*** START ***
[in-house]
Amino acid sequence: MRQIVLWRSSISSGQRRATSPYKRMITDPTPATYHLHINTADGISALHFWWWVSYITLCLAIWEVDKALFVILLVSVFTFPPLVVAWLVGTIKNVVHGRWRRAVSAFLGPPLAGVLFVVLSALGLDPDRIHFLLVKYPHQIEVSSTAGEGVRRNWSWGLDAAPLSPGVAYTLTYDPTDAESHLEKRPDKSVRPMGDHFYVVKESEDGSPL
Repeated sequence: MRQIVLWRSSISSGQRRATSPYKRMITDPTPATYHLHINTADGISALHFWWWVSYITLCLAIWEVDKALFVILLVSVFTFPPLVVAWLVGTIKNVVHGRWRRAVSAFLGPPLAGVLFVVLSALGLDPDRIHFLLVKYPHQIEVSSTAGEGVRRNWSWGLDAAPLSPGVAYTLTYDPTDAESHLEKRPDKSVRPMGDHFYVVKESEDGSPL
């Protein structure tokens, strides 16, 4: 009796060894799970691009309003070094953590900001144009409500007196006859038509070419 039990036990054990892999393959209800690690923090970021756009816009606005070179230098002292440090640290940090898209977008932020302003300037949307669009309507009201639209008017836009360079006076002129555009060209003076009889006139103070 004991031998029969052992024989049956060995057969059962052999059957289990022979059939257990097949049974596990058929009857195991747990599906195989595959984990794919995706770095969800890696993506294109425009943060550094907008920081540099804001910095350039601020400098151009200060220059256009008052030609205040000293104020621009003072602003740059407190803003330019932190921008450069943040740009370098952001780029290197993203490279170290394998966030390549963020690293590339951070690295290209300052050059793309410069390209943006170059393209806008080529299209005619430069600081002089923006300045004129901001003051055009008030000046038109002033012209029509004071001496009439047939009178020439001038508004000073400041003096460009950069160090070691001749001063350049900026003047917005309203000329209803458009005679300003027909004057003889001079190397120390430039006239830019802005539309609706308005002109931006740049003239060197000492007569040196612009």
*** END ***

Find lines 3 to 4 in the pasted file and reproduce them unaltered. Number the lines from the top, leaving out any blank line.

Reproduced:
Repeated sequence: MRQIVLWRSSISSGQRRATSPYKRMITDPTPATYHLHINTADGISALHFWWWVSYITLCLAIWEVDKALFVILLVSVFTFPPLVVAWLVGTIKNVVHGRWRRAVSAFLGPPLAGVLFVVLSALGLDPDRIHFLLVKYPHQIEVSSTAGEGVRRNWSWGLDAAPLSPGVAYTLTYDPTDAESHLEKRPDKSVRPMGDHFYVVKESEDGSPL
């Protein structure tokens, strides 16, 4: 009796060894799970691009309003070094953590900001144009409500007196006859038509070419 039990036990054990892999393959209800690690923090970021756009816009606005070179230098002292440090640290940090898209977008932020302003300037949307669009309507009201639209008017836009360079006076002129555009060209003076009889006139103070 004991031998029969052992024989049956060995057969059962052999059957289990022979059939257990097949049974596990058929009857195991747990599906195989595959984990794919995706770095969800890696993506294109425009943060550094907008920081540099804001910095350039601020400098151009200060220059256009008052030609205040000293104020621009003072602003740059407190803003330019932190921008450069943040740009370098952001780029290197993203490279170290394998966030390549963020690293590339951070690295290209300052050059793309410069390209943006170059393209806008080529299209005619430069600081002089923006300045004129901001003051055009008030000046038109002033012209029509004071001496009439047939009178020439001038508004000073400041003096460009950069160090070691001749001063350049900026003047917005309203000329209803458009005679300003027909004057003889001079190397120390430039006239830019802005539309609706308005002109931006740049003239060197000492007569040196612009």